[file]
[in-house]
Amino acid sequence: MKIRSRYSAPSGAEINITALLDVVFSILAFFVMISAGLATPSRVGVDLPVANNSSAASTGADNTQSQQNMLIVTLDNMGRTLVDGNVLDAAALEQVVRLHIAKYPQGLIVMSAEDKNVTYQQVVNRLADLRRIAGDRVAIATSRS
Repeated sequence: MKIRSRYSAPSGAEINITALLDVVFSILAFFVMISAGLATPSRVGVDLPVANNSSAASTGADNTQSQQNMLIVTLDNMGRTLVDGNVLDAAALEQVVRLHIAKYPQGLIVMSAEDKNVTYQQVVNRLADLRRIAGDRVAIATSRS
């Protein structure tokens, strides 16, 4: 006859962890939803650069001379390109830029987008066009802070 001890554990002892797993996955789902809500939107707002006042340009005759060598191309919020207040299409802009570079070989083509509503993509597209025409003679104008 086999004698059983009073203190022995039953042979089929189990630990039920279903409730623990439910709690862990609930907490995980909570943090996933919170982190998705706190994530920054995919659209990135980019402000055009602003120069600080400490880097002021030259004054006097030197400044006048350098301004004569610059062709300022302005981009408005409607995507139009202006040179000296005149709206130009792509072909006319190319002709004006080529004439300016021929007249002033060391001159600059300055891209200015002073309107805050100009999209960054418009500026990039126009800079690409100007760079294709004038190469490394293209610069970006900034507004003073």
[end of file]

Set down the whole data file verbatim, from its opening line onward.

[in-house]
Amino acid sequence: MKIRSRYSAPSGAEINITALLDVVFSILAFFVMISAGLATPSRVGVDLPVANNSSAASTGADNTQSQQNMLIVTLDNMGRTLVDGNVLDAAALEQVVRLHIAKYPQGLIVMSAEDKNVTYQQVVNRLADLRRIAGDRVAIATSRS
Repeated sequence: MKIRSRYSAPSGAEINITALLDVVFSILAFFVMISAGLATPSRVGVDLPVANNSSAASTGADNTQSQQNMLIVTLDNMGRTLVDGNVLDAAALEQVVRLHIAKYPQGLIVMSAEDKNVTYQQVVNRLADLRRIAGDRVAIATSRS
């Protein structure tokens, strides 16, 4: 006859962890939803650069001379390109830029987008066009802070 001890554990002892797993996955789902809500939107707002006042340009005759060598191309919020207040299409802009570079070989083509509503993509597209025409003679104008 086999004698059983009073203190022995039953042979089929189990630990039920279903409730623990439910709690862990609930907490995980909570943090996933919170982190998705706190994530920054995919659209990135980019402000055009602003120069600080400490880097002021030259004054006097030197400044006048350098301004004569610059062709300022302005981009408005409607995507139009202006040179000296005149709206130009792509072909006319190319002709004006080529004439300016021929007249002033060391001159600059300055891209200015002073309107805050100009999209960054418009500026990039126009800079690409100007760079294709004038190469490394293209610069970006900034507004003073």